Many development policies can lead to unexpected or unintended effects on health. These can be called the ‘health by product’ if industrialization, which include risk from new dangers at work, exposure to toxic substances, effluent, radiation, traffic pollution and general industrial noise and waste in the environment. The impact of development policies on health in developed countries differs than in developing countries. Developed countries suffer more from occupation hazards, accidents, cardio-vascular disease, and cancers. And developing countries suffer from double health burden, from malnutrition, respiratory infections and diarrhoeal disease and from the same problems as developed countries. It is can describe as double shock for their economic. Besides, economic development very much stronger in most developed countries as compared to developing countries. For example, the debt crisis that takes economic resources away from the fundamental programs of immunization, primary health care and primary education.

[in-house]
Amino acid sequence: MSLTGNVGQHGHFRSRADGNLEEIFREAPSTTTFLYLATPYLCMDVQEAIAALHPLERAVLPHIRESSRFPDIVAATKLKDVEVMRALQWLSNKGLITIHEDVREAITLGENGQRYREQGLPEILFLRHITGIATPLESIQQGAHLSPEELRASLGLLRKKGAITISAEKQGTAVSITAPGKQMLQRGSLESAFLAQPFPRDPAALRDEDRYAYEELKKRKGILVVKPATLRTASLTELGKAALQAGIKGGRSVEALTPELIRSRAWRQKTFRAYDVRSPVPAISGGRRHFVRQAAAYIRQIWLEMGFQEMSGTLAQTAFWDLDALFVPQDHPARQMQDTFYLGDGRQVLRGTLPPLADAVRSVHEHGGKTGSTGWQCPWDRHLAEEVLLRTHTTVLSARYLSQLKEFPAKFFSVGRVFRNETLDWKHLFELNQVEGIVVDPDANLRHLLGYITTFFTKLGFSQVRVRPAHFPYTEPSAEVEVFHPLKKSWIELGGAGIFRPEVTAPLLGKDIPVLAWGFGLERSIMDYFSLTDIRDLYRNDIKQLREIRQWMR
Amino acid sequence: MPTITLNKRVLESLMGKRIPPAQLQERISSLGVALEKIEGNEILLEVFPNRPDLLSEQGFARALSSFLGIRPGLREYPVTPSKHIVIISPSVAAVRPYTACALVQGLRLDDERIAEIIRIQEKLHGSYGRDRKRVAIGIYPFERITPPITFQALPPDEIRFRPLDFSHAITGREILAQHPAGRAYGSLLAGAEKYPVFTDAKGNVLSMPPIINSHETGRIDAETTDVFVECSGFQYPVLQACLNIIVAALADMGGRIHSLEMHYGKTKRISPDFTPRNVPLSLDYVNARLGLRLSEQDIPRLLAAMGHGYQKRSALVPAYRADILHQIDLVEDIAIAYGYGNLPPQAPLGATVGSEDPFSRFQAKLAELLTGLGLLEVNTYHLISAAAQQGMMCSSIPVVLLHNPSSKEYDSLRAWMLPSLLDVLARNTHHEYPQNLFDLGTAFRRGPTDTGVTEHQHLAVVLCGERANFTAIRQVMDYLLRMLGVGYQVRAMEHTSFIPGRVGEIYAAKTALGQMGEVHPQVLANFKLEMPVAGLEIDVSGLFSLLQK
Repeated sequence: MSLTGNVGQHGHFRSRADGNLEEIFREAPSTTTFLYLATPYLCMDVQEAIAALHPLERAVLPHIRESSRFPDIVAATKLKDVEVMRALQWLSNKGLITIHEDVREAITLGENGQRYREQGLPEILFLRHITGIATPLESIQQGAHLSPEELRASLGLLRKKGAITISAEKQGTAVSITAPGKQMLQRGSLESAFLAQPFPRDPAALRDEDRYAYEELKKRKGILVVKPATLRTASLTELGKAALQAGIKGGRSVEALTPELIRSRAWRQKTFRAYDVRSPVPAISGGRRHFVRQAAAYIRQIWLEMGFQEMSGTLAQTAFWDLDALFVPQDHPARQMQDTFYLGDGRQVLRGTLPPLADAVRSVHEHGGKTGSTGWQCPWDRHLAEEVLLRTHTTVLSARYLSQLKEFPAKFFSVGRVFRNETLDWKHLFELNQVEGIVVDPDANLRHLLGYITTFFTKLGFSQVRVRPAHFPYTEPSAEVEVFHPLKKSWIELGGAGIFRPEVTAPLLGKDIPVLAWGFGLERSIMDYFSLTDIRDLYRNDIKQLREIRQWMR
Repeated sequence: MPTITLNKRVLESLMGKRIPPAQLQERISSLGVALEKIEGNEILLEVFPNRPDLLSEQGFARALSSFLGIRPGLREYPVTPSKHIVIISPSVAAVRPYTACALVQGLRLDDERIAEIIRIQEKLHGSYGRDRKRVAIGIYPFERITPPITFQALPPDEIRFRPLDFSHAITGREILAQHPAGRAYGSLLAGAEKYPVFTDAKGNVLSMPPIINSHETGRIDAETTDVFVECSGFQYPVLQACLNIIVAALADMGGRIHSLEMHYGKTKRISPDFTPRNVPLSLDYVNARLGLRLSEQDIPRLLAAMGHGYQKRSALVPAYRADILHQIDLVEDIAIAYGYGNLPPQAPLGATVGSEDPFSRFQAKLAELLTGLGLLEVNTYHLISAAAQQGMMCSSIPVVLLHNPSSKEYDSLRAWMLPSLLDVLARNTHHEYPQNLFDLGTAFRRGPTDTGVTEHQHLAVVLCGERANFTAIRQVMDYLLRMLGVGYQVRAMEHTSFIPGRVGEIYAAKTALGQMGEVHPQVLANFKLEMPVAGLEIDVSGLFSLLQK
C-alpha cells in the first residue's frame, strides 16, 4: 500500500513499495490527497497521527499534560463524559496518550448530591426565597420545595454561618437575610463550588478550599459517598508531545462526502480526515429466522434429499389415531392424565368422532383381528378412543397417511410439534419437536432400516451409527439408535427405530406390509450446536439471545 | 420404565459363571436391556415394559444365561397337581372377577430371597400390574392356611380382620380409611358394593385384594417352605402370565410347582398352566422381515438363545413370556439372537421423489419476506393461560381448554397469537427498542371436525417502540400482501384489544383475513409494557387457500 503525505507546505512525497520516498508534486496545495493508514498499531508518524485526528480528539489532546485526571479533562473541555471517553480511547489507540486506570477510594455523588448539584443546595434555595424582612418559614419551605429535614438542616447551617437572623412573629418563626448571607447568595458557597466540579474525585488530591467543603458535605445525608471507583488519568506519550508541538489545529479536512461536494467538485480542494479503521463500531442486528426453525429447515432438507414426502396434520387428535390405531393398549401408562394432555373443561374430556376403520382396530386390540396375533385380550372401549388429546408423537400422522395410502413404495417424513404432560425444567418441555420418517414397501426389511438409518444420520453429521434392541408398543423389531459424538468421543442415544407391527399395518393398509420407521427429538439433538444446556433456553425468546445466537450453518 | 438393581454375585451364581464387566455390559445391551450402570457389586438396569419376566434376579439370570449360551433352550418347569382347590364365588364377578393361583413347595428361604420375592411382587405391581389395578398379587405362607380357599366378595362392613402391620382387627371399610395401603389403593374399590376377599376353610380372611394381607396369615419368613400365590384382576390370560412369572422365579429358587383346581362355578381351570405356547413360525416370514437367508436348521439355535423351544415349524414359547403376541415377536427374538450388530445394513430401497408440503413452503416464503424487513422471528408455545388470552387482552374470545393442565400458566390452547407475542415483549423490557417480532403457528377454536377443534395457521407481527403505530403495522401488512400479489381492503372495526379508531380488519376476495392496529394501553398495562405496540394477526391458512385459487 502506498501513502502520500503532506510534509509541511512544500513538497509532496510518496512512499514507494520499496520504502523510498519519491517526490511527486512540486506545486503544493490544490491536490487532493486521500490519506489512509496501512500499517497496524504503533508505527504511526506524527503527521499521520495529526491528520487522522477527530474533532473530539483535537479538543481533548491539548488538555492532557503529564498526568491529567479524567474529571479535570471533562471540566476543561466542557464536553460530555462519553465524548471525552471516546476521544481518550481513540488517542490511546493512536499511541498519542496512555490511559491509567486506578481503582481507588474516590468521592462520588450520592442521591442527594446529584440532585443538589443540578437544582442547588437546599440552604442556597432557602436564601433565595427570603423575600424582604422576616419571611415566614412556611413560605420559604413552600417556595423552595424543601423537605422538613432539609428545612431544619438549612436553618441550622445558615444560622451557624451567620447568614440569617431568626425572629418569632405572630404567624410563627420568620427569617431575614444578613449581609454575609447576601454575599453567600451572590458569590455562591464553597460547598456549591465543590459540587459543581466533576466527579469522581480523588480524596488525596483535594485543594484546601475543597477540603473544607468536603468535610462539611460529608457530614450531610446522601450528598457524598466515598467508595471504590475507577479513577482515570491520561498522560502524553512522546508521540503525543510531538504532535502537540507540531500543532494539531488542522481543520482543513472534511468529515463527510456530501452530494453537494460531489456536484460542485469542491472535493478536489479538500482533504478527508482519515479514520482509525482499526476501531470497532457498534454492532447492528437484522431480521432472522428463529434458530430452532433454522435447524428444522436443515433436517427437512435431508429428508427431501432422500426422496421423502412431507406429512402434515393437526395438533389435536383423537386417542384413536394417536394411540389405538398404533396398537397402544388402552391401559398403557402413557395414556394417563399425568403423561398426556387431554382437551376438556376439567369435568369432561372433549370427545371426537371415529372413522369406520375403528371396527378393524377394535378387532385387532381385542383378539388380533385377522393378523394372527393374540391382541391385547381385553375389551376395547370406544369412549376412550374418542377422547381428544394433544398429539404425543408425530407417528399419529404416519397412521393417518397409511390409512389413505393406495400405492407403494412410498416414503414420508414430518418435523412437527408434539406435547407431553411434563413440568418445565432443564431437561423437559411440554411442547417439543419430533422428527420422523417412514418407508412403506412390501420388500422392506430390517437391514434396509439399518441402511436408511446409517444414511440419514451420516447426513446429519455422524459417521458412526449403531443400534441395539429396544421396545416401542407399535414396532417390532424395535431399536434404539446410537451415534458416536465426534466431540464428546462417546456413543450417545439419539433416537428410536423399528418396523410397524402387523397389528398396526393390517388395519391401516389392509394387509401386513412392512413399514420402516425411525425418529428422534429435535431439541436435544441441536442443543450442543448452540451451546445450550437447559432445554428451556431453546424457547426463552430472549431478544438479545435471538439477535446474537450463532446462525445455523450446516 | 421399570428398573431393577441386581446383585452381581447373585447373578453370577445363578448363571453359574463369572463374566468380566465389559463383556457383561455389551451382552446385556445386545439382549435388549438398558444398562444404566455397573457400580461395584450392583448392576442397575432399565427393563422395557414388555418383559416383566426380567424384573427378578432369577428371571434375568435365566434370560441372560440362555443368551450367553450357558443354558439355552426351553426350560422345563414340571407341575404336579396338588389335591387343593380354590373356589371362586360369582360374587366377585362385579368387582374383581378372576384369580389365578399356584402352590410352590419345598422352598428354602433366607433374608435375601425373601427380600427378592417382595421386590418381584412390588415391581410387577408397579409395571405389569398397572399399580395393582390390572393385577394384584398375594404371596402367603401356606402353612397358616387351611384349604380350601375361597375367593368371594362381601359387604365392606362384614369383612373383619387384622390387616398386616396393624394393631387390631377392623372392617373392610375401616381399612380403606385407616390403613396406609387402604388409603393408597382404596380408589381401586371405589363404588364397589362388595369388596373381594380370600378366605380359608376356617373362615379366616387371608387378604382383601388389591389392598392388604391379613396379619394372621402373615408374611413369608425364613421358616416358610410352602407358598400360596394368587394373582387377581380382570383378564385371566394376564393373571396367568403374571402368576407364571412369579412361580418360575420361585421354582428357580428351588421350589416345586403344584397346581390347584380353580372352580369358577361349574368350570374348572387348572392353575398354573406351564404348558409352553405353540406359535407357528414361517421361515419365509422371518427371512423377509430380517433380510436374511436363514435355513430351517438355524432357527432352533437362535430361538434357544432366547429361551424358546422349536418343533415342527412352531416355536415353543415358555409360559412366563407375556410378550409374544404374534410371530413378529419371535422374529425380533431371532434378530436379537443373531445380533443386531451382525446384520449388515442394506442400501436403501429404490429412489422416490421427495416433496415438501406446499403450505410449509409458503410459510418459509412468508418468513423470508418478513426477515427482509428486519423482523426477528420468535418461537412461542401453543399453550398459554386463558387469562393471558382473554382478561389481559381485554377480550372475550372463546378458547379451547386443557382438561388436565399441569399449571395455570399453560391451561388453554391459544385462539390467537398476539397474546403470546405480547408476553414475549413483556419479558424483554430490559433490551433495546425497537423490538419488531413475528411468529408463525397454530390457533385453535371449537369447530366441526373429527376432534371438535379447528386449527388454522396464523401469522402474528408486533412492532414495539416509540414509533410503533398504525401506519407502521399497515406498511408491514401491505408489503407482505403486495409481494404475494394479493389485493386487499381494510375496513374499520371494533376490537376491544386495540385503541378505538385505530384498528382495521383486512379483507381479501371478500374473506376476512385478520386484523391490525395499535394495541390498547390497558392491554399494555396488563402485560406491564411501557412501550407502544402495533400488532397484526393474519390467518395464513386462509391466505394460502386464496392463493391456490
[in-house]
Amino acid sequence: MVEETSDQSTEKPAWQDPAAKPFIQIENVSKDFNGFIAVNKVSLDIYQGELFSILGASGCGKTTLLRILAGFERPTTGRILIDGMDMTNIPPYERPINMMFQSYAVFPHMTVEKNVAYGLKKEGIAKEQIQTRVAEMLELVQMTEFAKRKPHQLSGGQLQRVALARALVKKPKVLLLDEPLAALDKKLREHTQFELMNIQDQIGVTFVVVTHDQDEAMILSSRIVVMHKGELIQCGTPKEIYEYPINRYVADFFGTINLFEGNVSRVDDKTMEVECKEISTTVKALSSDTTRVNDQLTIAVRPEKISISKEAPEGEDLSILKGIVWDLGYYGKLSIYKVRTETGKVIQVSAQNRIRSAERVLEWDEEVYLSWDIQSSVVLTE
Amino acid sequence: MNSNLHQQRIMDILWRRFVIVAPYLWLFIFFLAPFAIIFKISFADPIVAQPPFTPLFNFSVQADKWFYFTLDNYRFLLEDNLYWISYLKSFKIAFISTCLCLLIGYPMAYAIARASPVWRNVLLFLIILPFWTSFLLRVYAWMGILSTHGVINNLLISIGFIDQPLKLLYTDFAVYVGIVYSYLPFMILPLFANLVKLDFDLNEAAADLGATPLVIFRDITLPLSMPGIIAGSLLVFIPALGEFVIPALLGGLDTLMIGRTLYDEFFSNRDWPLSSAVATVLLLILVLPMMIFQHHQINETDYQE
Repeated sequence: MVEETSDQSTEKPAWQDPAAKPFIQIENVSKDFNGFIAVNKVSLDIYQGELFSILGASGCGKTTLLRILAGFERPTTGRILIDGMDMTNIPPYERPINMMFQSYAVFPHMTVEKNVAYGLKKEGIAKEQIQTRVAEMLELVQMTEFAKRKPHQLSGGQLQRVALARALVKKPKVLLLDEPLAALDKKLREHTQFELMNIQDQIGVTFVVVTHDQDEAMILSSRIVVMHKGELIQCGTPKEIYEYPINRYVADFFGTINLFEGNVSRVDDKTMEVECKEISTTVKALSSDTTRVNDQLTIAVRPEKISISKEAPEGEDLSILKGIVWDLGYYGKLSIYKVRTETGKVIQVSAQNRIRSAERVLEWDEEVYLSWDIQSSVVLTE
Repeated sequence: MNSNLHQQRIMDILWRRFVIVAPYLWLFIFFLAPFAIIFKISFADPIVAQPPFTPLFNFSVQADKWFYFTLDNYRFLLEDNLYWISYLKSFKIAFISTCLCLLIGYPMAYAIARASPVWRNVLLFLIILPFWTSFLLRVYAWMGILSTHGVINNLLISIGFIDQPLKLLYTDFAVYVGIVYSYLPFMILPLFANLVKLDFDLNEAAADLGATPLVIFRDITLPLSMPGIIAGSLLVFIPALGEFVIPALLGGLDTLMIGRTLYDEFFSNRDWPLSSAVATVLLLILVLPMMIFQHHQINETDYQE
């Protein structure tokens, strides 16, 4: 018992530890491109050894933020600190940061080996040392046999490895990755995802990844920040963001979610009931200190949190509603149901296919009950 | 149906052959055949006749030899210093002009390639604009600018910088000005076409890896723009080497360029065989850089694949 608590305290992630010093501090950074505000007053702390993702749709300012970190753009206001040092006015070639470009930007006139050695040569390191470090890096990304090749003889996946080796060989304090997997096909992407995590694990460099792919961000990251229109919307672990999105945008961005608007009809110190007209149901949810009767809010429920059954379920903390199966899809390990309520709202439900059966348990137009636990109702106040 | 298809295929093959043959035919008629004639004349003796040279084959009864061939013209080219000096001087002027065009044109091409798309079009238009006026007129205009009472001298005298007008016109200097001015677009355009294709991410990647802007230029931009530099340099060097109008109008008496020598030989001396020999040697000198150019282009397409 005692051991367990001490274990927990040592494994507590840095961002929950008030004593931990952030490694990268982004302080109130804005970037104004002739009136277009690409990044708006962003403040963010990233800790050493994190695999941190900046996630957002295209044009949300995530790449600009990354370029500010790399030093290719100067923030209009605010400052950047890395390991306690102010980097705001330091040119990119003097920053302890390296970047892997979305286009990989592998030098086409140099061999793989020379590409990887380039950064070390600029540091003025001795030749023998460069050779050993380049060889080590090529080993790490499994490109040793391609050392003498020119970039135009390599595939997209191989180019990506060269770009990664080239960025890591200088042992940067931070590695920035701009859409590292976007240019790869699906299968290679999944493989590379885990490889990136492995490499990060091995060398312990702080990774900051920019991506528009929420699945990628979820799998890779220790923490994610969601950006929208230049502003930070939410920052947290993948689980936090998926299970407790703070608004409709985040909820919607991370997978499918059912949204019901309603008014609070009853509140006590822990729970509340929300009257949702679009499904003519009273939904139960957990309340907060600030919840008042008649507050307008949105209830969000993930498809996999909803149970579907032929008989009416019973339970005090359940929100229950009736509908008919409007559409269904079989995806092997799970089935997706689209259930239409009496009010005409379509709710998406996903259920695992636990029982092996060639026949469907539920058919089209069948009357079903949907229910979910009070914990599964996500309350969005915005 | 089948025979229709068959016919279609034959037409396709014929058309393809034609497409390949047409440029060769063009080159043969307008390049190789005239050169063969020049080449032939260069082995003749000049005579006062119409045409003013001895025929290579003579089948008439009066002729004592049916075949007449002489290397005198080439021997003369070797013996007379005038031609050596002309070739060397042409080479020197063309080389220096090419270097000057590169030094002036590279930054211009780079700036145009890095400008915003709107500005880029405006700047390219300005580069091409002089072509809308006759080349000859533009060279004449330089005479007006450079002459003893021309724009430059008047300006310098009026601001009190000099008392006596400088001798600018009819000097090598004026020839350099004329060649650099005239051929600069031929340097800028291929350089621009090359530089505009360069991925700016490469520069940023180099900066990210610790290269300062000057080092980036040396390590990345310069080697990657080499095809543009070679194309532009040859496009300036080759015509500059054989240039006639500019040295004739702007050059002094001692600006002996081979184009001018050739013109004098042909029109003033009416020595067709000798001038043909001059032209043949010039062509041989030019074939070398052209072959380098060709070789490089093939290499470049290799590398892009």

For understanding how urbanization, modernization influence on health we should know what they are mean and what differences between them. Modernization has historically been perceived as the process of change towards social, economic and political systems. Modernization implies a complete transformation of many aspects of life, but it is often associated with industrialization. Broad views of modernization see it as involving interrelated technical, economic and ecological processes: changes from simple traditional techniques towards the application of scientific knowledge; evaluation from subsistence farming towards commercial production and specialized agriculture; transition in industry from the use of human and animal power towards industrialization proper and, in ecological arrangement, the movement from farm and village towards urban centers. Modernization is wider concept then industrialization. The health issue concern question about who has better health urban or rural inhabitants and what consequences for it. Urbanization does not automatically equate with better health but it may equate different health and health problems. The more highly urbanized countries do seem to be those which, on average, have the lowest rates of under-5s mortality and longer expectation of life. But increasing life might paradoxically be accompanied by worsening health, as the main killer disease are controlled or defeated. Modernization and industrialization are cause of three main groups of diseases: disease of poverty; environmental diseases; and psychosocial disease.